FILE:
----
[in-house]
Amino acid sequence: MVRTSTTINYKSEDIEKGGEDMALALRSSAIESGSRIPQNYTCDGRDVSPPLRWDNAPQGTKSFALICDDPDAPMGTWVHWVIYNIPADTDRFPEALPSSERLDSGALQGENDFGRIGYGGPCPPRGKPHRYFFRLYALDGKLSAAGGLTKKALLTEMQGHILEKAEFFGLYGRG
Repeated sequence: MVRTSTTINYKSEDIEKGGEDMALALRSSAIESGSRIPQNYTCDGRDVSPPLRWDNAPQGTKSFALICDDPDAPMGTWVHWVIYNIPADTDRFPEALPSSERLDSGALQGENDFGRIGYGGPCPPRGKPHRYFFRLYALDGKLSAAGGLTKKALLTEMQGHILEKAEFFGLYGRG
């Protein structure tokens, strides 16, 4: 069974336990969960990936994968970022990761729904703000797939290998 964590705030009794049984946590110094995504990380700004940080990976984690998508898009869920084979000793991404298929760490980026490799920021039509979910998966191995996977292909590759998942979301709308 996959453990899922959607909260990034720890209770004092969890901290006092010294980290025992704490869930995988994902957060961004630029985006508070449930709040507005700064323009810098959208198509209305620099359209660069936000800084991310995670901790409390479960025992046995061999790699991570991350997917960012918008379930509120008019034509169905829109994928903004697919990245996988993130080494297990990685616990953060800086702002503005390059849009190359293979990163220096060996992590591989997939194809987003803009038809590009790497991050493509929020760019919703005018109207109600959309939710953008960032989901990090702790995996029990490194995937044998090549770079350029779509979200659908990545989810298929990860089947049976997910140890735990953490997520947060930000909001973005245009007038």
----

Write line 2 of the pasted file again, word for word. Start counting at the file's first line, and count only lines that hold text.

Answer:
Amino acid sequence: MVRTSTTINYKSEDIEKGGEDMALALRSSAIESGSRIPQNYTCDGRDVSPPLRWDNAPQGTKSFALICDDPDAPMGTWVHWVIYNIPADTDRFPEALPSSERLDSGALQGENDFGRIGYGGPCPPRGKPHRYFFRLYALDGKLSAAGGLTKKALLTEMQGHILEKAEFFGLYGRG